Conjugation of biological recognition molecules to magnetic particles is described in U.S. Pat. No. 4,935,147 to Ullman et al., and in U.S. Pat. No. 5,145,784 to Cox et al., both of which are incorporated herein by this reference.


Magnetic particles according to the present invention can be used in many applications, both analytical and preparative. Among the analytical applications are specific binding assays such as immunoassays. Magnetic particles according to the present invention that have attached to them an antibody or other biological recognition molecule can be used in many types of immunoassays. Protocols for performing such immunoassays are well known in the art and need not be described in detail here. However, immunoassays are of two general types, sandwich and competitive. Typically, in sandwich immunoassays, a labeled antibody is used and what is detected is a ternary complex of an unlabeled antibody that is generally immobilized on a solid phase, the antigen, and a labeled antibody that also binds to the antigen. For performance of a sandwich immunoassay with magnetic beads according to the present invention, the unlabeled antibody is attached to the magnetic beads, and a labeled antibody is used. The labeled antibody can be labeled with an enzyme label, a fluorescent label, a chemiluminescent label, a bioluminescent label, a radioactive label, a dye label, a colloidal metal label, or any other label known to the art. Typically, in competitive immunoassays, the antigen or hapten to be assayed is mixed with antibody on a solid support and with a defined quantity of labeled analyte or analyte analogue. The unlabeled antigen or hapten in the sample competes with the labeled antigen or hapten for binding to the antibody on the solid support. Magnetic particles according to the present invention can be used as the solid support to which the antibody is bound. The magnetic particles are then separated from the mixture of the antibody, the particles, and the labeled component by application of magnetic force, and the presence or quantity of label associated with the magnetic particles is then determined in order to detect or determine the analyte. Various conventional washing steps can be incorporated into the procedure to reduce the background and improve the reproducibility of the immunoassay.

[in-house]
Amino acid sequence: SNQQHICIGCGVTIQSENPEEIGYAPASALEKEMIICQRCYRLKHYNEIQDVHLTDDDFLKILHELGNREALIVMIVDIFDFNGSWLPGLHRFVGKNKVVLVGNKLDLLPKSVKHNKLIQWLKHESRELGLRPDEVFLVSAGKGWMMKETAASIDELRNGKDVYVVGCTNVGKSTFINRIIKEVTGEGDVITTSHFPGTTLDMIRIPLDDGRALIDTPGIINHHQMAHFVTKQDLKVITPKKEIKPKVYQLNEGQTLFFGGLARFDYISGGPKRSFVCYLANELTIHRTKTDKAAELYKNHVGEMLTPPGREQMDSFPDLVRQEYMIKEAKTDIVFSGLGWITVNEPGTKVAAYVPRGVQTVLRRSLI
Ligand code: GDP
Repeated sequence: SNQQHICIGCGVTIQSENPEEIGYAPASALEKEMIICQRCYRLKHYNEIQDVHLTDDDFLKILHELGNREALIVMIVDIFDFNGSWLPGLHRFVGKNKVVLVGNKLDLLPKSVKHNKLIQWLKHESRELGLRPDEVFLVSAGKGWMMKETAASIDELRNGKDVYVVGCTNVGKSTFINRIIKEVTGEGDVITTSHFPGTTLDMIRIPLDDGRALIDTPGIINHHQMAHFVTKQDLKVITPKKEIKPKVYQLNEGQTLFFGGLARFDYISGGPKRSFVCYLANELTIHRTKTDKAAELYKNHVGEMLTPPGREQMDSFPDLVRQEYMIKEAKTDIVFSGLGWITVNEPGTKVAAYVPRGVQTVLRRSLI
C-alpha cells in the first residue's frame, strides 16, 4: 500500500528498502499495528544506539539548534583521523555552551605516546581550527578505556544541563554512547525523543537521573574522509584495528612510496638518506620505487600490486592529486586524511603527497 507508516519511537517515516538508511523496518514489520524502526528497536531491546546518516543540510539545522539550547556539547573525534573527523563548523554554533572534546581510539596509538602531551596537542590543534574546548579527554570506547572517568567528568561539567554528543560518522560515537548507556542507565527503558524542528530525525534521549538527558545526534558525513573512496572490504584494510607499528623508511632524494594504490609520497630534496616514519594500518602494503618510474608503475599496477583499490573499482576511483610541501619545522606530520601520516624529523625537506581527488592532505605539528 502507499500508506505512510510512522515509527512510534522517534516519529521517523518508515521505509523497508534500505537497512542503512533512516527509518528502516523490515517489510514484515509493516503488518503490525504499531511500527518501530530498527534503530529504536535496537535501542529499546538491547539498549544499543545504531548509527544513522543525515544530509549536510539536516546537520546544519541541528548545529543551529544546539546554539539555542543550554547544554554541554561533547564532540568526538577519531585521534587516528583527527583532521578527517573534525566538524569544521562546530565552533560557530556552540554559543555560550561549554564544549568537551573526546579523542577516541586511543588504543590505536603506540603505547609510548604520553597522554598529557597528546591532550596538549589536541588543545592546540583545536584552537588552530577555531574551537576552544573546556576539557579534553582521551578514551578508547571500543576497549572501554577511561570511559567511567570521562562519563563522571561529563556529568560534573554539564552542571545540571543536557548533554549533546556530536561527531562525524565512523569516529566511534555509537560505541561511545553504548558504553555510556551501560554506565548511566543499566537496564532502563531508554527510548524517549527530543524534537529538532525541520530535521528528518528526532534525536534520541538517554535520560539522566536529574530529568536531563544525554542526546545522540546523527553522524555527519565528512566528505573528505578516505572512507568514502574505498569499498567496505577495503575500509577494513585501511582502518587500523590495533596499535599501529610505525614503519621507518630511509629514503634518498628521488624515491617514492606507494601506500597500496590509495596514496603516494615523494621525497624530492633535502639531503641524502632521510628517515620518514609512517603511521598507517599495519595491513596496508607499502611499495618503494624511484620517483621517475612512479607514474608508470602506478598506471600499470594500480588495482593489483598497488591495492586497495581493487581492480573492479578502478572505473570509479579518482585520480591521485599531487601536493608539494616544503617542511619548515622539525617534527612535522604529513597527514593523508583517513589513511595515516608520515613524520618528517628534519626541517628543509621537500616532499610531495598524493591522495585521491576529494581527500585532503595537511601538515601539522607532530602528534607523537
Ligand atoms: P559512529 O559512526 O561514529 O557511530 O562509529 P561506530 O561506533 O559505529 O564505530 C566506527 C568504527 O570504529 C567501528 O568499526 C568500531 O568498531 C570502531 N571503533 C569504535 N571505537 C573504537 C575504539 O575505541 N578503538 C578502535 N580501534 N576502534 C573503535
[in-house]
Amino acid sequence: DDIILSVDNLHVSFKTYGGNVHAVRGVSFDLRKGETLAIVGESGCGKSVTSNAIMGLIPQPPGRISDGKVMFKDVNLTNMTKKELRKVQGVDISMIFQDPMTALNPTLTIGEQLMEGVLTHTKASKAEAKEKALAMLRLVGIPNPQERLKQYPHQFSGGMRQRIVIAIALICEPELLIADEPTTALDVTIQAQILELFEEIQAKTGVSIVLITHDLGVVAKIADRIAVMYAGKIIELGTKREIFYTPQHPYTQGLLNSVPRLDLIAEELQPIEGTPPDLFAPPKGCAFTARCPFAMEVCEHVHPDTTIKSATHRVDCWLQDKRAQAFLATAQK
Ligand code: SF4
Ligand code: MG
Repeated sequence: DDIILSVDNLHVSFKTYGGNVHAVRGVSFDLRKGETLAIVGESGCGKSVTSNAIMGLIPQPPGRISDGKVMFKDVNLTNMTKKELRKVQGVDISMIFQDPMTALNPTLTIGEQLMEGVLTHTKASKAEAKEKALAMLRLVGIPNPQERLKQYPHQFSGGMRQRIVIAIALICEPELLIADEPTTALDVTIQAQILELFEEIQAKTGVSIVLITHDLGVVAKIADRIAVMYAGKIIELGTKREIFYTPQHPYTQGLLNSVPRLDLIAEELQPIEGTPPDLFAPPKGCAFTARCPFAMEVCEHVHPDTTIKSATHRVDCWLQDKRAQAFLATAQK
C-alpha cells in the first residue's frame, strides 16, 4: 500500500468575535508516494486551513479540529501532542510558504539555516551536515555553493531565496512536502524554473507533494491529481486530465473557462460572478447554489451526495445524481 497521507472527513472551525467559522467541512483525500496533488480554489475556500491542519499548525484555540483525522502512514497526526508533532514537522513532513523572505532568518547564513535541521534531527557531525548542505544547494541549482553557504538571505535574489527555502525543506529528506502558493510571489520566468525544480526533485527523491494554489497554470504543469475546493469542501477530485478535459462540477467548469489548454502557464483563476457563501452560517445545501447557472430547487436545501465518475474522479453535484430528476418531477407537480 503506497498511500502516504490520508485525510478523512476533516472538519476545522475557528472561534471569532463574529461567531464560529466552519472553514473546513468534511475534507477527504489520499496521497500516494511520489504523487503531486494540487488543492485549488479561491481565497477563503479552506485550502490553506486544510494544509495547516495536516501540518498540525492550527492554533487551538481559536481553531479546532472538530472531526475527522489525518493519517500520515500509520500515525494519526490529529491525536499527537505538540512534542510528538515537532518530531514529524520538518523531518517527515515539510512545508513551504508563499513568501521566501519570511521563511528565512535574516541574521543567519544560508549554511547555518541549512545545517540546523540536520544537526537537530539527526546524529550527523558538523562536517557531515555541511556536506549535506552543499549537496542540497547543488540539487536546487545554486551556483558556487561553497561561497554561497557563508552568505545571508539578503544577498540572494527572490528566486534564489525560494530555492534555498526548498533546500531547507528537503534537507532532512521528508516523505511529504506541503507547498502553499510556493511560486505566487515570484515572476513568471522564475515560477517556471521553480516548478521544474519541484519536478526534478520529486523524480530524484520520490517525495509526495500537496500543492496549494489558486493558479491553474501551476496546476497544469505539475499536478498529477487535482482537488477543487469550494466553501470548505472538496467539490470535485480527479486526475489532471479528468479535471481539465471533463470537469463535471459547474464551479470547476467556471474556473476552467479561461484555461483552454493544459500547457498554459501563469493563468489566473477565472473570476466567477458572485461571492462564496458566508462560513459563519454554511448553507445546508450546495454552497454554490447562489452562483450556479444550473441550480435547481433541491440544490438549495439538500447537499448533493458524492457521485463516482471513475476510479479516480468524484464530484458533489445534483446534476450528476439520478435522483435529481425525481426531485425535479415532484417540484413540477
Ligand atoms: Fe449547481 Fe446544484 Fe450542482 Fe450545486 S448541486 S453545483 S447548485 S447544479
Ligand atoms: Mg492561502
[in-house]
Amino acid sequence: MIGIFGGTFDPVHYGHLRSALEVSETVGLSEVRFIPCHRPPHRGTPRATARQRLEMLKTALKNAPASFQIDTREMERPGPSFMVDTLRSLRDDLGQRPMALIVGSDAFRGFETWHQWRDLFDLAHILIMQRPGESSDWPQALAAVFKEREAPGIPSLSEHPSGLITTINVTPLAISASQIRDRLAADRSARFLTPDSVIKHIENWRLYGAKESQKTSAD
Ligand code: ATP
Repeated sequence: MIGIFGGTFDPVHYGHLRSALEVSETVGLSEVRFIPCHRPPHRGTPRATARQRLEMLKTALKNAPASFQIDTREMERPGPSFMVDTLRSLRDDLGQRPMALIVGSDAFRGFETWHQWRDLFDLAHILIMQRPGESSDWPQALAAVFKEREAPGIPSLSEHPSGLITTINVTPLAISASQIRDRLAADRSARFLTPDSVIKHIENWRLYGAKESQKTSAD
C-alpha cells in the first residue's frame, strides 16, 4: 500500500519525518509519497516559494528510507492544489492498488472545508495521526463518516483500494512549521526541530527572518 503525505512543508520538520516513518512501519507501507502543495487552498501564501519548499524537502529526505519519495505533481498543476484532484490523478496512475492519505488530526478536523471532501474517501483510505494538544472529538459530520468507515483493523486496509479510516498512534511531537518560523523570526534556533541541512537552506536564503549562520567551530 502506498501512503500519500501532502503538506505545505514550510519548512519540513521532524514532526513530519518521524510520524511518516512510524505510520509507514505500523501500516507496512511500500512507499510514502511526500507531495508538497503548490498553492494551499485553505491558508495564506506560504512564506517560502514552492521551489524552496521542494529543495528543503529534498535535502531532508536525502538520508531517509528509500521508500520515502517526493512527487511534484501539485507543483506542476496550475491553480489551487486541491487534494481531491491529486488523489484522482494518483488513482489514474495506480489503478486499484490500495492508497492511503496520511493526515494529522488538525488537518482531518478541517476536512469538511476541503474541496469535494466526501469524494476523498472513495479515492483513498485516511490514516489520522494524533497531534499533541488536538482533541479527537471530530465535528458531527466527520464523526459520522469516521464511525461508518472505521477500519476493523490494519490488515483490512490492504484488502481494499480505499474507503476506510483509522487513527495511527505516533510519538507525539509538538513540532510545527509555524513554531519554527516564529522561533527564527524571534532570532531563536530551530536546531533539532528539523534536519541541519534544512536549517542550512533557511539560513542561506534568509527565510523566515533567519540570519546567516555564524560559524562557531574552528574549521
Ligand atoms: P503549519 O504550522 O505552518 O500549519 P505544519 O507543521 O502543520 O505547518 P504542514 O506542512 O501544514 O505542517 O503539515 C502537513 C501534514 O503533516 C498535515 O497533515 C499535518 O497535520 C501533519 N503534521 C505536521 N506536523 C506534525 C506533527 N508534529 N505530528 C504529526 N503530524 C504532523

The foregoing discussion is intended to be illustrative rather than exhaustive, and many variations on these assay formats exist. Immunoassays employing magnetic particles are described in U.S. Pat. No. 4,935,147 to Ullman et al., and in U.S. Pat. No. 5,145,784. Magnetic particles according to the present invention that have a biological recognition marker on their surfaces can also be used for preparative purposes, i.e., for isolation and purification of a component that is bound specifically by the biological recognition molecule. Typically, the preparative procedure involves the following steps:

(1) contacting the magnetic particles with a mixture that contains the component in a suspension so that the component can be bound by the magnetic particles;

(2) separating the magnetic particles from the suspension by the application of magnetic force; and

(3) eluting the component from the magnetic particles to purify the component.